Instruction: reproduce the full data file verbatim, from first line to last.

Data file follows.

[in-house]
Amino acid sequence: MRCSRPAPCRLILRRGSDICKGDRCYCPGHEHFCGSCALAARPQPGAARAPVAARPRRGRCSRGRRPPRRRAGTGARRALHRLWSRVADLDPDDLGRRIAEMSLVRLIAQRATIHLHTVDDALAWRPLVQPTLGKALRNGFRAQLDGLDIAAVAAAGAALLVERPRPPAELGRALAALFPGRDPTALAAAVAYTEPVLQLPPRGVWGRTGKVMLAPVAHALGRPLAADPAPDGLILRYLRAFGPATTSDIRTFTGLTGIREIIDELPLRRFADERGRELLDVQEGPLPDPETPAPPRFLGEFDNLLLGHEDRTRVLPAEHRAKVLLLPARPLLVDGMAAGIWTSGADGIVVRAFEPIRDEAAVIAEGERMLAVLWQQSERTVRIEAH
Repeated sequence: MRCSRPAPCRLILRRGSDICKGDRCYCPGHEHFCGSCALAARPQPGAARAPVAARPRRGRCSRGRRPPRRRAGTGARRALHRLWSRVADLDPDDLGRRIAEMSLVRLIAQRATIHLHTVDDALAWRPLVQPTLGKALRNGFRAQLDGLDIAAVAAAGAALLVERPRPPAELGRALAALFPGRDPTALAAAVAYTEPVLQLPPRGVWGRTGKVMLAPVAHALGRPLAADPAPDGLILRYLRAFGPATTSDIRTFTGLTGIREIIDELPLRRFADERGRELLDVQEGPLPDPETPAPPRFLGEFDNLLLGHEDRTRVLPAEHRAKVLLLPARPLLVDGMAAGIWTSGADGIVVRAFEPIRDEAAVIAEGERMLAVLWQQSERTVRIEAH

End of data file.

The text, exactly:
[in-house]
Amino acid sequence: MRCSRPAPCRLILRRGSDICKGDRCYCPGHEHFCGSCALAARPQPGAARAPVAARPRRGRCSRGRRPPRRRAGTGARRALHRLWSRVADLDPDDLGRRIAEMSLVRLIAQRATIHLHTVDDALAWRPLVQPTLGKALRNGFRAQLDGLDIAAVAAAGAALLVERPRPPAELGRALAALFPGRDPTALAAAVAYTEPVLQLPPRGVWGRTGKVMLAPVAHALGRPLAADPAPDGLILRYLRAFGPATTSDIRTFTGLTGIREIIDELPLRRFADERGRELLDVQEGPLPDPETPAPPRFLGEFDNLLLGHEDRTRVLPAEHRAKVLLLPARPLLVDGMAAGIWTSGADGIVVRAFEPIRDEAAVIAEGERMLAVLWQQSERTVRIEAH
Repeated sequence: MRCSRPAPCRLILRRGSDICKGDRCYCPGHEHFCGSCALAARPQPGAARAPVAARPRRGRCSRGRRPPRRRAGTGARRALHRLWSRVADLDPDDLGRRIAEMSLVRLIAQRATIHLHTVDDALAWRPLVQPTLGKALRNGFRAQLDGLDIAAVAAAGAALLVERPRPPAELGRALAALFPGRDPTALAAAVAYTEPVLQLPPRGVWGRTGKVMLAPVAHALGRPLAADPAPDGLILRYLRAFGPATTSDIRTFTGLTGIREIIDELPLRRFADERGRELLDVQEGPLPDPETPAPPRFLGEFDNLLLGHEDRTRVLPAEHRAKVLLLPARPLLVDGMAAGIWTSGADGIVVRAFEPIRDEAAVIAEGERMLAVLWQQSERTVRIEAH